Good news: the Employment Relations (Flexible Working) Act has received Royal Assent and will likely come into effect in the United Kingdom in Spring 2024.
This Act is set to have a profound impact on both employers and employees, fundamentally changing the way we think about work arrangements. The legislation represents a significant step forward for workplace flexibility, introducing new rights and statutory protections for workers. In this article, we’ll take a closer look at the Act and explore how it will impact workplaces, employees, and leaders across the country.
What are the changes?
Flexible working is an increasingly important issue in the modern workforce. The pandemic highlighted the need for more flexible working arrangements, and many employees have now come to expect some form of flexibility in their work arrangements. The new Act aims to strengthen the right to request flexible working hours and make it easier for employees to balance work and home life.
In simple terms, the notable changes are:
- Employees will have the statutory right to request flexible working from day one of their employment, removing the current requirement of 26 weeks’ continuous service.
- Employees no longer have to submit a business case in support of their flexible working request.
- Employers must now consult with the employee before making a decision on a flexible working request.
- Employees can now make two flexible working requests in any 12-month period, as opposed to the current limit of one, as long as they are not made concurrently.
- Employers now have two months to decide, as opposed to the current time of three months.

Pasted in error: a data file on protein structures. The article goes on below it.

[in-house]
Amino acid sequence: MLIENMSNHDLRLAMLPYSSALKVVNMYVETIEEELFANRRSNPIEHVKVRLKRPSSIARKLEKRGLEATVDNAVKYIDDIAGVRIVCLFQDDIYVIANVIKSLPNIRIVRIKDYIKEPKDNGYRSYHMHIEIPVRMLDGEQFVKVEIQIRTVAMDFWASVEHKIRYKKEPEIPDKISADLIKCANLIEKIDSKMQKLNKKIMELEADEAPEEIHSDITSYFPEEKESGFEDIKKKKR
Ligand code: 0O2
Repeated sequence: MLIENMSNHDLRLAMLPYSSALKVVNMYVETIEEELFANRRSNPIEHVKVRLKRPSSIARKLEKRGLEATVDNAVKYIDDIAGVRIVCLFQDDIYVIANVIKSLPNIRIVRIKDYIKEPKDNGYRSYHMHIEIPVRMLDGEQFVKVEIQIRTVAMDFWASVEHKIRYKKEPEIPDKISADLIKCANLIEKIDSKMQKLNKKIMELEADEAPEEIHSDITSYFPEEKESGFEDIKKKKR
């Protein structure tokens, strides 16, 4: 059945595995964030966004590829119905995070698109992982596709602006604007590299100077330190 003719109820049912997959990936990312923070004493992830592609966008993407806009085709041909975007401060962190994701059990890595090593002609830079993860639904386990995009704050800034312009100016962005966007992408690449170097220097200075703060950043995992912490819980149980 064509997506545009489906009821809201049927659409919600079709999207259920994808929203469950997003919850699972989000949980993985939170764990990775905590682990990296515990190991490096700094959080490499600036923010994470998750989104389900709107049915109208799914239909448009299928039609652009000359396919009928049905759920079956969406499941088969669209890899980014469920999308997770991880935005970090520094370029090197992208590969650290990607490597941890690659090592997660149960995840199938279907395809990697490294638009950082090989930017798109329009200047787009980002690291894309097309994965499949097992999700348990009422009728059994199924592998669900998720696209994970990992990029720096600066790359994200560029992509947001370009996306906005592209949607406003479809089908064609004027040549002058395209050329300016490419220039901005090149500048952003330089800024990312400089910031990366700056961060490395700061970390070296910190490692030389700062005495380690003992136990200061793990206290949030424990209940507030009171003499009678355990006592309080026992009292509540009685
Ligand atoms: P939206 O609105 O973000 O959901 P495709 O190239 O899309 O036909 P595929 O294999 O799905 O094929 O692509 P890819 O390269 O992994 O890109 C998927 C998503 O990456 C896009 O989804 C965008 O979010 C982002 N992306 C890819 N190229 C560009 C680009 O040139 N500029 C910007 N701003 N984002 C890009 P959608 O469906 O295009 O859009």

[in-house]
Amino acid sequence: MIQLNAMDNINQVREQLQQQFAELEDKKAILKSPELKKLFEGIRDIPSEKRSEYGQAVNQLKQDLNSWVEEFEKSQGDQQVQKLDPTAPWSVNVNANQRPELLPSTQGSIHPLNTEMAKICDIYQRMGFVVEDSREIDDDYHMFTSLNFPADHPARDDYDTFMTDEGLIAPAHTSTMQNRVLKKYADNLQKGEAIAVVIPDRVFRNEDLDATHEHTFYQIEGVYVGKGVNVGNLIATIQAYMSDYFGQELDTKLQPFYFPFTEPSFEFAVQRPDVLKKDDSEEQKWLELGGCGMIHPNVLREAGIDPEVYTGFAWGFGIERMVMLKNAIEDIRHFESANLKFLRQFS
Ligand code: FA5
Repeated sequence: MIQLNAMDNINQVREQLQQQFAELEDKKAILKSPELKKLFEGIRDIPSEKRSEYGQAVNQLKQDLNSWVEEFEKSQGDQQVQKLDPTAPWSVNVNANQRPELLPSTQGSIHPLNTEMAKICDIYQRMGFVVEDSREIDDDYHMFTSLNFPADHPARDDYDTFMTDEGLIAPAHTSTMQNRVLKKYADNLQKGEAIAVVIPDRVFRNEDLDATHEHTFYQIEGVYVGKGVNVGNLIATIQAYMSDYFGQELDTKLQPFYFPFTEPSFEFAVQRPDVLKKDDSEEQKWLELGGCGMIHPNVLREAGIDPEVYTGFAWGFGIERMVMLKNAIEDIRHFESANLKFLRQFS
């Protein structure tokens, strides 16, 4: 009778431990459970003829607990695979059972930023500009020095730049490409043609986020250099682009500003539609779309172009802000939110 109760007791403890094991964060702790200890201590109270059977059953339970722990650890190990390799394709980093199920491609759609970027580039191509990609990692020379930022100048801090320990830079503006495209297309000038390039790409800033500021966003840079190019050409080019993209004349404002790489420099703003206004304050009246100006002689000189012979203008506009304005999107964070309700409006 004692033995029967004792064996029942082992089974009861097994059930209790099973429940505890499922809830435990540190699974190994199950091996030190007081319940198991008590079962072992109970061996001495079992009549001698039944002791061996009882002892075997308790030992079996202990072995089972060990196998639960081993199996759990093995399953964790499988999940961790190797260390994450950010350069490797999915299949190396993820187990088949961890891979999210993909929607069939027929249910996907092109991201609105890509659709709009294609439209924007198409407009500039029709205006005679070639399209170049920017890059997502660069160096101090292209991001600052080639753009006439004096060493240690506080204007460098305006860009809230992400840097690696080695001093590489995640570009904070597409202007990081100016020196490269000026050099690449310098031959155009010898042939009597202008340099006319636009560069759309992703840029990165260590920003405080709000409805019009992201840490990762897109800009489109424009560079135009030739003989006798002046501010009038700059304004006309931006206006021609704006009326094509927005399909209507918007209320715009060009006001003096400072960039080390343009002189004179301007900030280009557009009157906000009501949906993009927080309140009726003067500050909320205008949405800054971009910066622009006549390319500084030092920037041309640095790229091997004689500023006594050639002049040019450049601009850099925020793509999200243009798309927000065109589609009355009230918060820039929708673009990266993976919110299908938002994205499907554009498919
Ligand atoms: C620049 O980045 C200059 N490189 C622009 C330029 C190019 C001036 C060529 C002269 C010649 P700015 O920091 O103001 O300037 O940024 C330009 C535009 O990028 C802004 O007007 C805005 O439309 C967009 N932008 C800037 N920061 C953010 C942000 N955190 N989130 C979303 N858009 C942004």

Another significant change in the new Act is the extension of flexible working rights to all workers, including those in non-traditional roles such as zero-hour contracts and agency work. This extension aims to provide a better work-life balance for workers who may have previously been excluded from flexible working arrangements due to their employment status. With the new flexible working bill in place, workers in all types of employment will have greater control over their working patterns and schedules.
What does the flexible working bill mean for employees?
Under the new Act, employees have the right to request flexible working arrangements from their employer from Day 1. This includes requests for changes to hours of work, patterns of work, or place of work. Additionally, employers are now required to give proper consideration to any flexible working requests they receive, and must provide a written response to statutory requests within two months.
The Act also prohibits employers from discriminating against any workers who make a flexible working request. Employers must take all reasonable steps to accommodate the needs of their employees unless there is an objective justification for not doing so.
These changes are designed to reinforce creating an open dialogue with your employer around your flexible working request and the options available. Previously, employees would be required to put forth a business case to support their flexible working request. Employees could make such a request only once every 12 months, and employers were allowed up to three months to either approve or decline the request. Now, employees can submit two flexible working requests in any 12-month period, providing they don’t occur concurrently.